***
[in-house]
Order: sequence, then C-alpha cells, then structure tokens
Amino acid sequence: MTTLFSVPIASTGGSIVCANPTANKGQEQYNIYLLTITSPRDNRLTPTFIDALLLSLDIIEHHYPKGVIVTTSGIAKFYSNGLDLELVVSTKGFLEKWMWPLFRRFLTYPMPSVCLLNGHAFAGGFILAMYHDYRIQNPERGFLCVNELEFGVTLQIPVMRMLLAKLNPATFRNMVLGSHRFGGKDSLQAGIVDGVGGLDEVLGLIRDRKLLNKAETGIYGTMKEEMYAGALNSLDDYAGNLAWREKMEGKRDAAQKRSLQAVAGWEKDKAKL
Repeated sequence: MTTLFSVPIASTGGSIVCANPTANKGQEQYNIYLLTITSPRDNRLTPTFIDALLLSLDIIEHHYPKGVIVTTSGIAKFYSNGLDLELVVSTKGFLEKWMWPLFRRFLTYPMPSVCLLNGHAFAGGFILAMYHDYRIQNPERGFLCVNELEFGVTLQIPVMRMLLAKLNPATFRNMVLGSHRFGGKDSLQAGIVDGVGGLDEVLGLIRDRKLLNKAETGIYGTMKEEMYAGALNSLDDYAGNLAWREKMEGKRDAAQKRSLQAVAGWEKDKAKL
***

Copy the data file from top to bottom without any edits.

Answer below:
[in-house]
Order: sequence, then C-alpha cells, then structure tokens
Amino acid sequence: MTTLFSVPIASTGGSIVCANPTANKGQEQYNIYLLTITSPRDNRLTPTFIDALLLSLDIIEHHYPKGVIVTTSGIAKFYSNGLDLELVVSTKGFLEKWMWPLFRRFLTYPMPSVCLLNGHAFAGGFILAMYHDYRIQNPERGFLCVNELEFGVTLQIPVMRMLLAKLNPATFRNMVLGSHRFGGKDSLQAGIVDGVGGLDEVLGLIRDRKLLNKAETGIYGTMKEEMYAGALNSLDDYAGNLAWREKMEGKRDAAQKRSLQAVAGWEKDKAKL
Repeated sequence: MTTLFSVPIASTGGSIVCANPTANKGQEQYNIYLLTITSPRDNRLTPTFIDALLLSLDIIEHHYPKGVIVTTSGIAKFYSNGLDLELVVSTKGFLEKWMWPLFRRFLTYPMPSVCLLNGHAFAGGFILAMYHDYRIQNPERGFLCVNELEFGVTLQIPVMRMLLAKLNPATFRNMVLGSHRFGGKDSLQAGIVDGVGGLDEVLGLIRDRKLLNKAETGIYGTMKEEMYAGALNSLDDYAGNLAWREKMEGKRDAAQKRSLQAVAGWEKDKAKL